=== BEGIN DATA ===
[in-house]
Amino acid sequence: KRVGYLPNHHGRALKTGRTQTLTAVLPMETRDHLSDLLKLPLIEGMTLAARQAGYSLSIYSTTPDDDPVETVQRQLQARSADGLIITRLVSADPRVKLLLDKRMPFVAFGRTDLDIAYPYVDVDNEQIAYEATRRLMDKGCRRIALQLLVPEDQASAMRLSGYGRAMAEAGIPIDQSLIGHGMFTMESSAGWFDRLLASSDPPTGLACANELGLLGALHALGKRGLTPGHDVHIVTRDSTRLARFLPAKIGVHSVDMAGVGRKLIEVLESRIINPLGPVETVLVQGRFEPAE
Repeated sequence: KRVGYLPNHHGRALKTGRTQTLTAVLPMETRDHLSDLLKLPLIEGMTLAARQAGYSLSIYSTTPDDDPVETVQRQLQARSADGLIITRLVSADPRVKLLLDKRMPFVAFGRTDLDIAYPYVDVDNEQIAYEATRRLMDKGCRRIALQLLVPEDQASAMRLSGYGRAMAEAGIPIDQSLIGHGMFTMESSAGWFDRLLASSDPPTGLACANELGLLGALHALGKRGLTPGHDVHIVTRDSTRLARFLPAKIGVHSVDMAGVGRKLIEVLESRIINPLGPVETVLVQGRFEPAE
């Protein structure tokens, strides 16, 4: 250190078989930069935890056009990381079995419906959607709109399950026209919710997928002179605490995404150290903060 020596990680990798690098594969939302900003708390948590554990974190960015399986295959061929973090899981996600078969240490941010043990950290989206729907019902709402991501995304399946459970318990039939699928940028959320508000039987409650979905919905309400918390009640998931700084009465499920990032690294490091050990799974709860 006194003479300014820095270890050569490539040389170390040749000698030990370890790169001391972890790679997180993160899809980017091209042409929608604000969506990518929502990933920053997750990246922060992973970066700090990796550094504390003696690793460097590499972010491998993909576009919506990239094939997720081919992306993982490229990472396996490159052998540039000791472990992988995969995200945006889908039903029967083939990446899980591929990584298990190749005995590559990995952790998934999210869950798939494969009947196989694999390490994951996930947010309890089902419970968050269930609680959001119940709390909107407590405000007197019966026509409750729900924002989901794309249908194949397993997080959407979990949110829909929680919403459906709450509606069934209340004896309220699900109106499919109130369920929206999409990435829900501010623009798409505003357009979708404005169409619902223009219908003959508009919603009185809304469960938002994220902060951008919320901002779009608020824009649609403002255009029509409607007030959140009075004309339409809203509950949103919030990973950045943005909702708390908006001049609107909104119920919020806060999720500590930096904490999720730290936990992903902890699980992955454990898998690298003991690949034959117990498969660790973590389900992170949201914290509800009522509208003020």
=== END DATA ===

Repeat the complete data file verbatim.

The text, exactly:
[in-house]
Amino acid sequence: KRVGYLPNHHGRALKTGRTQTLTAVLPMETRDHLSDLLKLPLIEGMTLAARQAGYSLSIYSTTPDDDPVETVQRQLQARSADGLIITRLVSADPRVKLLLDKRMPFVAFGRTDLDIAYPYVDVDNEQIAYEATRRLMDKGCRRIALQLLVPEDQASAMRLSGYGRAMAEAGIPIDQSLIGHGMFTMESSAGWFDRLLASSDPPTGLACANELGLLGALHALGKRGLTPGHDVHIVTRDSTRLARFLPAKIGVHSVDMAGVGRKLIEVLESRIINPLGPVETVLVQGRFEPAE
Repeated sequence: KRVGYLPNHHGRALKTGRTQTLTAVLPMETRDHLSDLLKLPLIEGMTLAARQAGYSLSIYSTTPDDDPVETVQRQLQARSADGLIITRLVSADPRVKLLLDKRMPFVAFGRTDLDIAYPYVDVDNEQIAYEATRRLMDKGCRRIALQLLVPEDQASAMRLSGYGRAMAEAGIPIDQSLIGHGMFTMESSAGWFDRLLASSDPPTGLACANELGLLGALHALGKRGLTPGHDVHIVTRDSTRLARFLPAKIGVHSVDMAGVGRKLIEVLESRIINPLGPVETVLVQGRFEPAE
């Protein structure tokens, strides 16, 4: 250190078989930069935890056009990381079995419906959607709109399950026209919710997928002179605490995404150290903060 020596990680990798690098594969939302900003708390948590554990974190960015399986295959061929973090899981996600078969240490941010043990950290989206729907019902709402991501995304399946459970318990039939699928940028959320508000039987409650979905919905309400918390009640998931700084009465499920990032690294490091050990799974709860 006194003479300014820095270890050569490539040389170390040749000698030990370890790169001391972890790679997180993160899809980017091209042409929608604000969506990518929502990933920053997750990246922060992973970066700090990796550094504390003696690793460097590499972010491998993909576009919506990239094939997720081919992306993982490229990472396996490159052998540039000791472990992988995969995200945006889908039903029967083939990446899980591929990584298990190749005995590559990995952790998934999210869950798939494969009947196989694999390490994951996930947010309890089902419970968050269930609680959001119940709390909107407590405000007197019966026509409750729900924002989901794309249908194949397993997080959407979990949110829909929680919403459906709450509606069934209340004896309220699900109106499919109130369920929206999409990435829900501010623009798409505003357009979708404005169409619902223009219908003959508009919603009185809304469960938002994220902060951008919320901002779009608020824009649609403002255009029509409607007030959140009075004309339409809203509950949103919030990973950045943005909702708390908006001049609107909104119920919020806060999720500590930096904490999720730290936990992903902890699980992955454990898998690298003991690949034959117990498969660790973590389900992170949201914290509800009522509208003020």